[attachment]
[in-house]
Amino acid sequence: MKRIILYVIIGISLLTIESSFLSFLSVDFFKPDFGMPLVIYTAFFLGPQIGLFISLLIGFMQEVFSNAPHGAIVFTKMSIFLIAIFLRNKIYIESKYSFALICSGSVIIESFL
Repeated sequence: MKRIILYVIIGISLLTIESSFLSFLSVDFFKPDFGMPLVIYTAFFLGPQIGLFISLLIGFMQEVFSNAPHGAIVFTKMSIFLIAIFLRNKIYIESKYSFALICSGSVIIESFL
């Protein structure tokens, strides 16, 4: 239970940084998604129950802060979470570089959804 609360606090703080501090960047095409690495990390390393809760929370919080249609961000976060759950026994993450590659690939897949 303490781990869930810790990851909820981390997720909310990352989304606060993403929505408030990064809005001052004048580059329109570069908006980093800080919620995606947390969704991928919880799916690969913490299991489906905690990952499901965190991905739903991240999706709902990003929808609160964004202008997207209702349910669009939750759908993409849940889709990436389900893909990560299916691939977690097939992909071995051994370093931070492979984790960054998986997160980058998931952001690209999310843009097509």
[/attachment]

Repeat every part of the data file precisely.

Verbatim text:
[in-house]
Amino acid sequence: MKRIILYVIIGISLLTIESSFLSFLSVDFFKPDFGMPLVIYTAFFLGPQIGLFISLLIGFMQEVFSNAPHGAIVFTKMSIFLIAIFLRNKIYIESKYSFALICSGSVIIESFL
Repeated sequence: MKRIILYVIIGISLLTIESSFLSFLSVDFFKPDFGMPLVIYTAFFLGPQIGLFISLLIGFMQEVFSNAPHGAIVFTKMSIFLIAIFLRNKIYIESKYSFALICSGSVIIESFL
């Protein structure tokens, strides 16, 4: 239970940084998604129950802060979470570089959804 609360606090703080501090960047095409690495990390390393809760929370919080249609961000976060759950026994993450590659690939897949 303490781990869930810790990851909820981390997720909310990352989304606060993403929505408030990064809005001052004048580059329109570069908006980093800080919620995606947390969704991928919880799916690969913490299991489906905690990952499901965190991905739903991240999706709902990003929808609160964004202008997207209702349910669009939750759908993409849940889709990436389900893909990560299916691939977690097939992909071995051994370093931070492979984790960054998986997160980058998931952001690209999310843009097509």